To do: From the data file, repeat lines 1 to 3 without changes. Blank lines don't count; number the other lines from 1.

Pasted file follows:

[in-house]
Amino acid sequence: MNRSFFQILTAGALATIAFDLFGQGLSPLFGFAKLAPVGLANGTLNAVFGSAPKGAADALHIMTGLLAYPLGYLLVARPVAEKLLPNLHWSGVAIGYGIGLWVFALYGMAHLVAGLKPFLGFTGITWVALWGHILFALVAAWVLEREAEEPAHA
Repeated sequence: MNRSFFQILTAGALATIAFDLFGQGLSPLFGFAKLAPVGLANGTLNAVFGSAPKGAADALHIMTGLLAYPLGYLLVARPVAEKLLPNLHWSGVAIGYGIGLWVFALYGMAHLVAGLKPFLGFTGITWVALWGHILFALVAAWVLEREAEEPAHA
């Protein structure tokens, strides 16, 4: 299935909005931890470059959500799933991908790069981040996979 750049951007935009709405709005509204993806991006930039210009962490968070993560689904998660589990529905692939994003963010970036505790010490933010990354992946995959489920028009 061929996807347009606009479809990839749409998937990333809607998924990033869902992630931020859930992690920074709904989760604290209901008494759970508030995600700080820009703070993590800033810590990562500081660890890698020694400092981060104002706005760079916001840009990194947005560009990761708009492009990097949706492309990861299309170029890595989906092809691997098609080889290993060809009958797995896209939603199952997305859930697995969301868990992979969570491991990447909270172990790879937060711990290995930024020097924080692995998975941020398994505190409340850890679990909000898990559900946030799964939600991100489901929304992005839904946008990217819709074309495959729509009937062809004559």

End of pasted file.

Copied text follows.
[in-house]
Amino acid sequence: MNRSFFQILTAGALATIAFDLFGQGLSPLFGFAKLAPVGLANGTLNAVFGSAPKGAADALHIMTGLLAYPLGYLLVARPVAEKLLPNLHWSGVAIGYGIGLWVFALYGMAHLVAGLKPFLGFTGITWVALWGHILFALVAAWVLEREAEEPAHA
Repeated sequence: MNRSFFQILTAGALATIAFDLFGQGLSPLFGFAKLAPVGLANGTLNAVFGSAPKGAADALHIMTGLLAYPLGYLLVARPVAEKLLPNLHWSGVAIGYGIGLWVFALYGMAHLVAGLKPFLGFTGITWVALWGHILFALVAAWVLEREAEEPAHA